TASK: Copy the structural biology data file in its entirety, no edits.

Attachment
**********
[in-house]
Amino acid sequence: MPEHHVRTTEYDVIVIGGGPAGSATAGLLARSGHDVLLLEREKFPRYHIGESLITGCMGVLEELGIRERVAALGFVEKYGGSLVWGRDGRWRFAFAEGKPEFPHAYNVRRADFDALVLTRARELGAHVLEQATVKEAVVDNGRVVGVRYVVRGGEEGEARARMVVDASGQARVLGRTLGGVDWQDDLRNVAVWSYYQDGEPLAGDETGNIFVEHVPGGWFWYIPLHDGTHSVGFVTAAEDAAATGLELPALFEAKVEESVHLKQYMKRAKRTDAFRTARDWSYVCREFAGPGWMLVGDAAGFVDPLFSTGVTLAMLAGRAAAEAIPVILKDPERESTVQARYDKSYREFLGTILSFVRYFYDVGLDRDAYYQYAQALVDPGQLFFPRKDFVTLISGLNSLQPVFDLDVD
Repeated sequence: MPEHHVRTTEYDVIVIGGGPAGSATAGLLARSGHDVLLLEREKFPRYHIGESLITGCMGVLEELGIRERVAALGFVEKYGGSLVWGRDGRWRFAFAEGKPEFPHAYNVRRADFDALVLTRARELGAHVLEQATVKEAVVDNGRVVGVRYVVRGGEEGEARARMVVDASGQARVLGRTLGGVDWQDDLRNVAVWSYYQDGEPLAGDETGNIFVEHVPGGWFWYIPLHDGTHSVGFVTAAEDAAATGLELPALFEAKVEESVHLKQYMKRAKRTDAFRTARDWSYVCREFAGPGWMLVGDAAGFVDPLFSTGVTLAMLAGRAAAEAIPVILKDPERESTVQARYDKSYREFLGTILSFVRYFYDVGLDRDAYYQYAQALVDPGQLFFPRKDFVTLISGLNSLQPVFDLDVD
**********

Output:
[in-house]
Amino acid sequence: MPEHHVRTTEYDVIVIGGGPAGSATAGLLARSGHDVLLLEREKFPRYHIGESLITGCMGVLEELGIRERVAALGFVEKYGGSLVWGRDGRWRFAFAEGKPEFPHAYNVRRADFDALVLTRARELGAHVLEQATVKEAVVDNGRVVGVRYVVRGGEEGEARARMVVDASGQARVLGRTLGGVDWQDDLRNVAVWSYYQDGEPLAGDETGNIFVEHVPGGWFWYIPLHDGTHSVGFVTAAEDAAATGLELPALFEAKVEESVHLKQYMKRAKRTDAFRTARDWSYVCREFAGPGWMLVGDAAGFVDPLFSTGVTLAMLAGRAAAEAIPVILKDPERESTVQARYDKSYREFLGTILSFVRYFYDVGLDRDAYYQYAQALVDPGQLFFPRKDFVTLISGLNSLQPVFDLDVD
Repeated sequence: MPEHHVRTTEYDVIVIGGGPAGSATAGLLARSGHDVLLLEREKFPRYHIGESLITGCMGVLEELGIRERVAALGFVEKYGGSLVWGRDGRWRFAFAEGKPEFPHAYNVRRADFDALVLTRARELGAHVLEQATVKEAVVDNGRVVGVRYVVRGGEEGEARARMVVDASGQARVLGRTLGGVDWQDDLRNVAVWSYYQDGEPLAGDETGNIFVEHVPGGWFWYIPLHDGTHSVGFVTAAEDAAATGLELPALFEAKVEESVHLKQYMKRAKRTDAFRTARDWSYVCREFAGPGWMLVGDAAGFVDPLFSTGVTLAMLAGRAAAEAIPVILKDPERESTVQARYDKSYREFLGTILSFVRYFYDVGLDRDAYYQYAQALVDPGQLFFPRKDFVTLISGLNSLQPVFDLDVD